That was the inevitable question this week at the annual Television Critics Association meeting, after Fox previewed its upcoming Action, a provocative, cameo-filled half-hour satire about Hollywood featuring bleeped-out cuss words.
Some critics worried it was too profane. Others worried the network might succumb to pressure from advertisers and watchdog groups and cut back on the outrageous wit of the pilot episode.
Already, one penis reference has been excised and will not be shown when the pilot premieres. But scenes which focus on the size of a major mogul's one-eyed general, and a urination joke, apparently will remain in this show, when it debuts September 16 in the 9:30 p.m. timeslot.
Fox's new Entertainment president, Doug Herzog, creator Chris Thompson and Action stars Jay Mohr and Illeana Douglas were feisty, funny, confident and, at times, defiant in the face of questions about the content of this one-camera, no-laugh track sitcom, in which Mohr plays a stop-at-nothing producer, Douglas a former child star turned production exec and part-time hooker.
Thompson, executive producer of The Larry Sanders Show, initially developed Action for HBO. But after a quibble over financing, he sent the script to Fox.
Herzog snapped it up because, he explained, "It's funny, but definitely pushing the line a little bit." It also fits into his announced strategy to "keep exploring and experimenting...I think that's what the audience demands in general right now from network television.
"I know Action is going to offend some people," added Herzog. But he'd rather viewers "watch somebody else's network for that half-hour" than subject Fox to indignant phone-calls, email and letters.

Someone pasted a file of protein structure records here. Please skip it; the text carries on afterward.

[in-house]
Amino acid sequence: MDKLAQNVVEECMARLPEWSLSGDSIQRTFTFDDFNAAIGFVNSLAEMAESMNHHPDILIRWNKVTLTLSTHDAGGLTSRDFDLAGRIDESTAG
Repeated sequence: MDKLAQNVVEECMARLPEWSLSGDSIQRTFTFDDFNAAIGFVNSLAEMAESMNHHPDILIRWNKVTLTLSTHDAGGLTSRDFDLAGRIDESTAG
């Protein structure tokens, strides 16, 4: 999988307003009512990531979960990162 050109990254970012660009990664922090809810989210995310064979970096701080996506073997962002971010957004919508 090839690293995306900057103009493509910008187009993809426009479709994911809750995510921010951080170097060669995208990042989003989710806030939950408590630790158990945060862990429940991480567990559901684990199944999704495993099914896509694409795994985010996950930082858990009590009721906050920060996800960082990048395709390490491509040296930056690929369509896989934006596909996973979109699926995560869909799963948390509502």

"We don't expect to become a bleep-out fest," Herzog assured. "We don't want to be gratuitous about it. When it makes sense and when it's done for real comedic effect, and we think a bleep-out will take the joke to another level, we'll do it."
Thompson vowed that he wouldn't compromise his show's content for network broadcast. He says the decision to bleep rather than use euphemisms avoids a phony way of talking, allowing the characters to speak like real Hollywood players.
After "auditioning" all variety of bleep sounds, Thompson said the selection was "a very traditional, million-dollar movie bleep," which he described as a "tinny, impotent sound." He also described the "specific lip flap that can't be shown while you're saying the F-words."
Mohr, a Saturday Night Live grad, who has no problem using the F-word while defending the show, said, "I think we are actually over-cautious.
"As far as pushing the envelope, I don't really think we're pushing as far as everyone seems to think we are," he continued. "And I think we're all getting a little caught up in the bleeps--let's not forget that we are bleeping, and we are on late at night. And we're entertaining people and selling soap and gasoline."